Pax Christi Australia, a branch of the international Christian Peace Movement, Pax Christi International, stated: ”We wish to raise our objections in the strongest possible terms to the AUKUS agreement. We do not believe that this initiative will do anything towards building peace in our region.”

And then there is the international opposition to AUKUS. The New Zealand government’s announced continuation of its anti-nuclear policy, which will ban any future Australian nuclear submarines from entering its waters or ports, has been welcomed by long-term peace activists, says the International Affairs and Disarmament Committee of the Aotearoa/New Zealand Peace Foundation.

The Kiribati President, Taneti Maamau, says the nuclear-submarine deal puts the Pacific region at risk and raises some troubling memories.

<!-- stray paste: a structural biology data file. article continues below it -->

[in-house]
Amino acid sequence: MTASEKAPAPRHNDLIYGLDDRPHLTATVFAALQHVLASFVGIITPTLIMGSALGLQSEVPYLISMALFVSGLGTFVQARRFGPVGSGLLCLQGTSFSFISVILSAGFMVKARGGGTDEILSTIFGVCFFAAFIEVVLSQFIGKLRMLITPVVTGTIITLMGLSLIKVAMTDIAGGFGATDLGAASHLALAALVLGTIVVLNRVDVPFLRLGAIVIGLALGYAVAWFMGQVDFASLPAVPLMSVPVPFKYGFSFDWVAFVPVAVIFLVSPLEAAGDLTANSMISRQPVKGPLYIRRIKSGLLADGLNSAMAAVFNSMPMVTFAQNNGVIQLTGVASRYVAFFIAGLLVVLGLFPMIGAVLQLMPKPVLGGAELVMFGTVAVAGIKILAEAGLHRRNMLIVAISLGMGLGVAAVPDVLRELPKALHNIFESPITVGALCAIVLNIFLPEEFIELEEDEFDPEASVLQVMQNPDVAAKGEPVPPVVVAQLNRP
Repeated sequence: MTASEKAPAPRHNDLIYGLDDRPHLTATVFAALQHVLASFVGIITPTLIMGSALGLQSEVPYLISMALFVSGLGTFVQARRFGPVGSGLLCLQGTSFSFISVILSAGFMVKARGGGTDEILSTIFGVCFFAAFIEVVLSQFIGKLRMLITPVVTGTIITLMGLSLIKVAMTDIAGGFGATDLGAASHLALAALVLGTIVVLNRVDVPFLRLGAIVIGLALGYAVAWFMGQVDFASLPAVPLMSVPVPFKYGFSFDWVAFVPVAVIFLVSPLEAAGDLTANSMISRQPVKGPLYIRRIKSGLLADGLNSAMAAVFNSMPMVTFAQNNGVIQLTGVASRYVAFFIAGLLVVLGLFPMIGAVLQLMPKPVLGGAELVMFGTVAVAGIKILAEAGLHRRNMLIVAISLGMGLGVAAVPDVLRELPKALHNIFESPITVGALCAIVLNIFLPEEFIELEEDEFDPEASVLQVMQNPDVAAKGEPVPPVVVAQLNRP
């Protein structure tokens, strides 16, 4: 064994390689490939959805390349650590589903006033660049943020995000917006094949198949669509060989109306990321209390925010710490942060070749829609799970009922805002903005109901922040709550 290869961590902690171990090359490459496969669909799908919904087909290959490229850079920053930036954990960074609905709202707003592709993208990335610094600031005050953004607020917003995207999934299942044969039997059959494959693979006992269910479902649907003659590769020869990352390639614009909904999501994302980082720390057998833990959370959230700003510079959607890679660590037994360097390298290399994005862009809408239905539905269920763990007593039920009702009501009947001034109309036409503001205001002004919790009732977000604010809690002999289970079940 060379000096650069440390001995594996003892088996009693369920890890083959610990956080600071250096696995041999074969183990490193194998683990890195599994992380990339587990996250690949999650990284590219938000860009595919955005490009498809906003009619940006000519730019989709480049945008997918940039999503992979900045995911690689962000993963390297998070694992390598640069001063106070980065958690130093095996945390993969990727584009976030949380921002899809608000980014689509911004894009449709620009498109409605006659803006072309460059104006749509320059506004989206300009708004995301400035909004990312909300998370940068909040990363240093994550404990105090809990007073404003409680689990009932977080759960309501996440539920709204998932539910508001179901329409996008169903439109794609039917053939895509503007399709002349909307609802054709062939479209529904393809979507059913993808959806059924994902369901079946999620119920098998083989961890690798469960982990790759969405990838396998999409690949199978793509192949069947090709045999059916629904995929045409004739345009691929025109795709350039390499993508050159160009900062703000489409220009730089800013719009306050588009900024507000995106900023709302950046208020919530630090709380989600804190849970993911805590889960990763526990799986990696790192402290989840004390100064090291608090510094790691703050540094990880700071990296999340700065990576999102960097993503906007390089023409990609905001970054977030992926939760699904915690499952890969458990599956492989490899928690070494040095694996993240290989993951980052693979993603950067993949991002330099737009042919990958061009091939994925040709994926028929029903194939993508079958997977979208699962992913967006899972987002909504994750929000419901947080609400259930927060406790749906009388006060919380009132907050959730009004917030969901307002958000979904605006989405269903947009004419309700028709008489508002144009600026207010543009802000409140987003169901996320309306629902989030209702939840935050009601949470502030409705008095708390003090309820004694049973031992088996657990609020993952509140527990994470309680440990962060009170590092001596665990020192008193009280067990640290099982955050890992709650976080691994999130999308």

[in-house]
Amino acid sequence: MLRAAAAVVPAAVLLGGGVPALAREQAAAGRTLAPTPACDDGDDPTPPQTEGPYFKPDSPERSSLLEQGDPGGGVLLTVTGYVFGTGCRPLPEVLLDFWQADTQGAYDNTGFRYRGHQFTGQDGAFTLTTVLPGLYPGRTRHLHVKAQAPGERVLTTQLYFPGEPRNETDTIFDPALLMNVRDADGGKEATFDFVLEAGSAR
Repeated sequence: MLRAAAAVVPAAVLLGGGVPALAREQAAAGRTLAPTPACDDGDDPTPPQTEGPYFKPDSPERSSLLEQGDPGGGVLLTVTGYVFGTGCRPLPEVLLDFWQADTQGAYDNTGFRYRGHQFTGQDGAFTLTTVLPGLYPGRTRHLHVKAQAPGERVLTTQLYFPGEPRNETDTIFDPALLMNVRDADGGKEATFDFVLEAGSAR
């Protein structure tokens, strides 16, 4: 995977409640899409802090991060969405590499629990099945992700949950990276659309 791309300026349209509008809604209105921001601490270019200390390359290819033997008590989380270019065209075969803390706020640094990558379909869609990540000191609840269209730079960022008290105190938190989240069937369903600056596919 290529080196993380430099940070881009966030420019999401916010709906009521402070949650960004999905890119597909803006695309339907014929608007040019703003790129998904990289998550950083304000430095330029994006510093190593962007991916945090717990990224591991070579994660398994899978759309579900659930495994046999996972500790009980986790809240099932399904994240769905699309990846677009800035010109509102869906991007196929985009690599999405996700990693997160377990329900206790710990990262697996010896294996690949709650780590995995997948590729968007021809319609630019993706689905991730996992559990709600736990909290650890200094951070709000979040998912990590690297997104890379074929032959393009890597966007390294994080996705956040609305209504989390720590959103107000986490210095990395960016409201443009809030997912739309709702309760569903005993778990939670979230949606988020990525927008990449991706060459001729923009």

The UK and US tested nuclear weapons in the islands when they were part of colonial Britain. Between 1957 and 1962, more than 30 nuclear tests were carried out.

“Our people were victims of nuclear testing … we still have trauma … with that in mind, with anything to do with nuclear, we thought it would be a courtesy to raise it, to discuss it with your neighbours,” Maamau said.

Malaysia has warned that the AUKUS program could spark an arms race in the region. Prime Minister Ismail Sabri Yaakob said he had raised concerns about the project with Morrison and warned that the nuclear submarine project might heighten military tensions in Asia.

Efforts have begun to form a national coalition to oppose the Morrison government’s decision. It is expected that this will be supported by peace groups, trade unions, faith organisations, environmental groups, those opposing nuclear weapons and a nuclear industry and all who care for a peaceful and safe future for Australians.